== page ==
“And that's the big glaring thing, there is no structure in Mississippi state government to provide oversight, set standards, and figure out if the counties and municipalities are in fact meeting the Sixth Amendment or not,” explained Carroll. He referenced a 2018 Sixth Amendment Center Report, that found that many of the counties and municipalities are not meeting their constitutional requirements.

“I don't want to make it seem like all of Mississippi is bleak, but the trial level in particular is very very problematic,” Carroll said. “When you look at neighboring states, I think you're going to find a significant difference in what's happening in other states versus what's happening in Mississippi.”

Surrounding States

De Gruy explains that in Mississippi, neither the funding for, nor the provision of public defenders, is centralized. Jurisdictions all have their own idiosyncrasies.

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The four surrounding states all deliver services differently: Arkansas has a public defender commission that employs all defenders and staff and provides for conflict counsel with 100% state funding. Tennessee elects public defenders and has near 100% state funding (two counties maintain offices that existed at time of their reforms), such that the public defender system mirrors the system for prosecutors. Alabama has 100% state funding administered through their Department of Finance and Administration, with local advisory boards.

He points to our surrounding states as examples of more unified . “When you look at our surrounding states, the main difference is with the funding is primarily, or at least 50% state funding and the rest local funding, and there's state level standards or oversight so there's more of a consistency across those states as to what kind of representation,” de Gruy said.

“Alabama and Arkansas, the main difference is they are 100% state funded. Now some of the funds may come from fees, but to me it's all state money, it's all tax dollars, it's all public funds regardless of whether it through taxes or not,” de Gruy said. “Those two systems are 100% state funded systems and Arkansas, they have district defender offices just like district attorney offices and then they have a central office that's governed by a board of director that's appointed, I think, by the Governor.”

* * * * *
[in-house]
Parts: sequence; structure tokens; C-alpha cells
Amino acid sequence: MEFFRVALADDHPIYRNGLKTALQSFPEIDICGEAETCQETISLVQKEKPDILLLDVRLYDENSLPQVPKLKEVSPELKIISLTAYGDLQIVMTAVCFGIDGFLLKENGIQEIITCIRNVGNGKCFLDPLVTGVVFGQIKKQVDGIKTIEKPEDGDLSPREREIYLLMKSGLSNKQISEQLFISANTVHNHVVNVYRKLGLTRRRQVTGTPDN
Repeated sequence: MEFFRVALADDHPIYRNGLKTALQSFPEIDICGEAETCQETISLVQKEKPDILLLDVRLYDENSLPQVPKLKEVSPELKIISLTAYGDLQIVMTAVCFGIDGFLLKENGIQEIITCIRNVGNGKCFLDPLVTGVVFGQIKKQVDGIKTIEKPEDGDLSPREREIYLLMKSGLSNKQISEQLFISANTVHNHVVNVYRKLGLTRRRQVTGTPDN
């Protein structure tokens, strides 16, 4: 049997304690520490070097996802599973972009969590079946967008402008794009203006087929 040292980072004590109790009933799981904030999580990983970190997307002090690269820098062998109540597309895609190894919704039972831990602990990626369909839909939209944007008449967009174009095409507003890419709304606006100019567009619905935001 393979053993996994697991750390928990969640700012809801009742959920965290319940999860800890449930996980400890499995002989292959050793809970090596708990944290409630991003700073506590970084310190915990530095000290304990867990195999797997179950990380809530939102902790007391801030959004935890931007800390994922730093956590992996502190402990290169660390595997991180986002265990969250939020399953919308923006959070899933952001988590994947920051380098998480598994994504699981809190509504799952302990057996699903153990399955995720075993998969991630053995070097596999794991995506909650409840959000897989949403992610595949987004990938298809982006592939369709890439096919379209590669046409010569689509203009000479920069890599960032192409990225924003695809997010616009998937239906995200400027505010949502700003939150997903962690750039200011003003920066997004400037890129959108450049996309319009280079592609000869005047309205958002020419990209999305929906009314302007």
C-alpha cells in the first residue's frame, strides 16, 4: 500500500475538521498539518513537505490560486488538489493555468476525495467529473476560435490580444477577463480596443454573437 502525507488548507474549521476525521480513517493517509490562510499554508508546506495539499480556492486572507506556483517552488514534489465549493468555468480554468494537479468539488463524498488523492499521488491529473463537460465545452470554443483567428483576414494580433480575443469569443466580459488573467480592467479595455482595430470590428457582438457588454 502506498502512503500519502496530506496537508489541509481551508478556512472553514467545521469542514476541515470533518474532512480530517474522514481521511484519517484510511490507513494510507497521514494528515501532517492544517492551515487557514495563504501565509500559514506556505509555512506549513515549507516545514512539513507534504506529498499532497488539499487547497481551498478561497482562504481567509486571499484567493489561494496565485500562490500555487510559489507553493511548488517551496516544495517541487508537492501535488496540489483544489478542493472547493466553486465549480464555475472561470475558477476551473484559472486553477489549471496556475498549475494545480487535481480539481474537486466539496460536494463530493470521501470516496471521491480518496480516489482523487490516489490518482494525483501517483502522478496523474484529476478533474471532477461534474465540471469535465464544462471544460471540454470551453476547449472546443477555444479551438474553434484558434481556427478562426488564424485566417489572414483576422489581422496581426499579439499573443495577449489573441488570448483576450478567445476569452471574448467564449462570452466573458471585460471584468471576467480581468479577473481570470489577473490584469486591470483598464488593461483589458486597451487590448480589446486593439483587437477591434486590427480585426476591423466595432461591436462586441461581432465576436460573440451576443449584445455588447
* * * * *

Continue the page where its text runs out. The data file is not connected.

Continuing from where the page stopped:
“When you look at our surrounding states, the main difference is with the funding. It's primarily, or at least 50%, state funding. There's state level standards or oversight, so there's more of a consistency across those states,” de Gruy explained. Another key factor is how public defenders are selected to serve.

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Arkansas has a public defender commission that employs all defenders and staff and provides for conflict counsel with 100% state funding. Tennessee elects public defenders, the same way prosecutors are elected. It has near 100% state funding. Alabama has 100% state funding administered through their Department of Finance and Administration, with local advisory boards.

Deficiencies in the System